Before they gave the fatal stroke, one of the slaves said to Zobeide and her sisters, "Would it not be right to interrogate them first?" On which Zobeide, with a grave voice, said: "Answer me, and say who you are, otherwise you shall not live one moment longer. I cannot believe you to be honest men, or persons of authority or distinction in your own countries; for, if you were, you would have been more modest and more respectful to us."

The caliph, naturally warm, was infinitely more [50]indignant than the rest, to find his life depending upon the command of a woman: but he began to conceive some hopes, when he found she wished to know who they all were; for he imagined that she would by no means take away his life when she should be informed of his rank. He whispered to his vizier, who was near him, instantly to declare who he was. But this wise vizier, being more prudent, resolved to save his master's honor, and not let the world know the affront he had brought upon himself by his own imprudence; and therefore answered, "We have what we deserve."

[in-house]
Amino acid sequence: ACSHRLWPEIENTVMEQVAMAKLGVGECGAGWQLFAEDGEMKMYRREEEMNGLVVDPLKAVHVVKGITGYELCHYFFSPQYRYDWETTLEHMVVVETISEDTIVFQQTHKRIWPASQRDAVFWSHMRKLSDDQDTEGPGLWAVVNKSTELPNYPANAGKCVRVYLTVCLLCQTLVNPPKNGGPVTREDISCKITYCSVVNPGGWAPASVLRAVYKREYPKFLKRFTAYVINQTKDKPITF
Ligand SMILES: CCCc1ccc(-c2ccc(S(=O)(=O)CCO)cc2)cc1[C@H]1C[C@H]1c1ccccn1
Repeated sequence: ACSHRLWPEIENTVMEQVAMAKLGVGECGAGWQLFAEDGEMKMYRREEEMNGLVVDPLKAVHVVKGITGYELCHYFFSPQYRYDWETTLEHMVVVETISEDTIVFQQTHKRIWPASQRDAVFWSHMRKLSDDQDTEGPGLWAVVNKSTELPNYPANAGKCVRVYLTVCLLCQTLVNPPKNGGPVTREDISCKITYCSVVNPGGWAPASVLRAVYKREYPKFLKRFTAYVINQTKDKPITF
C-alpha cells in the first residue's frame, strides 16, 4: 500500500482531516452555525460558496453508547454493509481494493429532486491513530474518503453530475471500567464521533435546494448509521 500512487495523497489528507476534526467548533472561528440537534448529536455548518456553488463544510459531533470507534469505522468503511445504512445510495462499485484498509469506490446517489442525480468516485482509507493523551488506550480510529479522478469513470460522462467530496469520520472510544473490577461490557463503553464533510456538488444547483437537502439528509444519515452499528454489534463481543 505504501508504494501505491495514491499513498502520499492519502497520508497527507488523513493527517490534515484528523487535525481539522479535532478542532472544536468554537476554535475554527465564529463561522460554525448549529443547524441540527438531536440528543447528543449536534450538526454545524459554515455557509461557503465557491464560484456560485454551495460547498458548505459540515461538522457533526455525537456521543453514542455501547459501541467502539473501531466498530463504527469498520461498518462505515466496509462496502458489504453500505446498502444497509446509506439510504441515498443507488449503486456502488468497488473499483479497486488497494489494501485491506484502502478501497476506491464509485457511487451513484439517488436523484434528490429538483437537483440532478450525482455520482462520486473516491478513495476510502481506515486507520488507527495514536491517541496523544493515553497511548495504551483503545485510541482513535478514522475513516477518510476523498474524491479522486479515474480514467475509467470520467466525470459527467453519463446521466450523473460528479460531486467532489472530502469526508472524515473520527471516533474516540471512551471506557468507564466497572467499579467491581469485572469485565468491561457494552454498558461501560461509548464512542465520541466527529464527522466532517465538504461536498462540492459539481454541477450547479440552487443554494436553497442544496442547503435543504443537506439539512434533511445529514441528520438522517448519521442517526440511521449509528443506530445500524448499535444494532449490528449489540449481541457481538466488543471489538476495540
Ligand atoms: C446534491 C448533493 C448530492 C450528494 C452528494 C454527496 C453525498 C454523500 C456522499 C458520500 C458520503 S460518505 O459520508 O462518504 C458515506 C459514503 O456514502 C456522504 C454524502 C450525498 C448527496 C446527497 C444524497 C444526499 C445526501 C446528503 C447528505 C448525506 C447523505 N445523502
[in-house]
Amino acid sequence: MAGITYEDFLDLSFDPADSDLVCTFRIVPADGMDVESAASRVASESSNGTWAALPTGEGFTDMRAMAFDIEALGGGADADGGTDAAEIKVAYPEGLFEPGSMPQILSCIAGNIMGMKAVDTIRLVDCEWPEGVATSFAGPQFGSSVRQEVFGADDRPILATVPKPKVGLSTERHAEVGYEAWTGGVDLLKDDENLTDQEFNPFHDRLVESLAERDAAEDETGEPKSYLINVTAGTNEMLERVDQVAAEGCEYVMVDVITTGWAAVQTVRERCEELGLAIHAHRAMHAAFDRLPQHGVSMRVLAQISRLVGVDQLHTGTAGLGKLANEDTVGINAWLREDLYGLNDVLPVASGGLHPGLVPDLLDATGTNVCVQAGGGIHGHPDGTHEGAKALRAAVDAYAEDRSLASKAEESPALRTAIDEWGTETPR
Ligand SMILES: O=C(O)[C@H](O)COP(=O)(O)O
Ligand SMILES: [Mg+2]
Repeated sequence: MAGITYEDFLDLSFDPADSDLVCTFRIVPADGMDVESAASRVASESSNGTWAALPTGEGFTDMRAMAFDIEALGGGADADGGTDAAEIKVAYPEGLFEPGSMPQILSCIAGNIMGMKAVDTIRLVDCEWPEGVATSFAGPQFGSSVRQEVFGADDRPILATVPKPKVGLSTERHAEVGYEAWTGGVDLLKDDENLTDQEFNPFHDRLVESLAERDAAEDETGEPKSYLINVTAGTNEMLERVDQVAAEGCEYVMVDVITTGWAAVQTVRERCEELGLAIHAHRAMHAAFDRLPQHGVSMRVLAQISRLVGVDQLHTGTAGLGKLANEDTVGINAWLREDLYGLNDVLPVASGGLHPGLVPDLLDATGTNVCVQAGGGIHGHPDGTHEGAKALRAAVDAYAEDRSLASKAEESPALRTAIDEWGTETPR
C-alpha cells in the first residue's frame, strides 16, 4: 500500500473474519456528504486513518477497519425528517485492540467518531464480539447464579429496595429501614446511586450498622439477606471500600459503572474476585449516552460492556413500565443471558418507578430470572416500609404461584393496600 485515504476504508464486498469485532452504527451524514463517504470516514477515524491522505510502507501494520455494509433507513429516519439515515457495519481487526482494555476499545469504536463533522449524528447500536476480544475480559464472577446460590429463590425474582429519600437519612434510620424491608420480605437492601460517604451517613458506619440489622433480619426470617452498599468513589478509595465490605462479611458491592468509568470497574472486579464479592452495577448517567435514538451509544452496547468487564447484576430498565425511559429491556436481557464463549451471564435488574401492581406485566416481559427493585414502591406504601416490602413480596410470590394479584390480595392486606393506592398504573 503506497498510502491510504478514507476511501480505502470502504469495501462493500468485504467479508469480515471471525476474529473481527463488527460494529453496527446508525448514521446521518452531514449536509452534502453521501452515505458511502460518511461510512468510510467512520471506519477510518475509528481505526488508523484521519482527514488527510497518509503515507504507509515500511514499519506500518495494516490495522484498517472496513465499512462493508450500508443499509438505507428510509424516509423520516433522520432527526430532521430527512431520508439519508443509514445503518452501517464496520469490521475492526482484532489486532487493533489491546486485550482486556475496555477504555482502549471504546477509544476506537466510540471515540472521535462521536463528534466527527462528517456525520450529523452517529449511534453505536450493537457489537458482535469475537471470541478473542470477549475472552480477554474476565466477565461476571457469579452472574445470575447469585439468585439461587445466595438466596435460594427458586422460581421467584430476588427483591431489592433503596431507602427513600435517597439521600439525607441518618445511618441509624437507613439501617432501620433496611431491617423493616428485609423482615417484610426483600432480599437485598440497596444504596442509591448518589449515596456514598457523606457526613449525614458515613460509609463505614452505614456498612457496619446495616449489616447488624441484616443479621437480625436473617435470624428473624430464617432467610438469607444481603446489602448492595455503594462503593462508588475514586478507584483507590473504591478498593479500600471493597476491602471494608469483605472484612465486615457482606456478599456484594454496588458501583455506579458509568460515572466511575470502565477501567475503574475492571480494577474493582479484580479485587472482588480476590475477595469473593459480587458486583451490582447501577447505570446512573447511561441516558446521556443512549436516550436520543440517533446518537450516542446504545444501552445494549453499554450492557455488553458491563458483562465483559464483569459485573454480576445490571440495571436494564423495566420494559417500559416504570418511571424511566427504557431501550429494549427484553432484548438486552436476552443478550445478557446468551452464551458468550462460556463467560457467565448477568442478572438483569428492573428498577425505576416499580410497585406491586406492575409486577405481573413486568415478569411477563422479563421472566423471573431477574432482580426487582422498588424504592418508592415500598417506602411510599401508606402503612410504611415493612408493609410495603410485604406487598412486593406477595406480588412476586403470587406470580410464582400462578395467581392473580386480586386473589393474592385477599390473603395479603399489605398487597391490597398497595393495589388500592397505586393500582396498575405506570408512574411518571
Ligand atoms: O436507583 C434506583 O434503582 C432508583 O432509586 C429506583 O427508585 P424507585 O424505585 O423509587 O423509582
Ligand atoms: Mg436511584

But if he had intended to speak as the caliph commanded him, Zobeide would not have allowed him time: for having turned to the calenders, and seeing them all blind with one eye, she asked if they were brothers.

One of them answered, "No, madam, no otherwise than as we are calenders; that is to say, as we observe the same rules."

"Were you born blind of the right eye?" continued she.

"No, madam," answered he; "I lost my eye in such a surprising adventure, that it would be instructive to every one to hear it."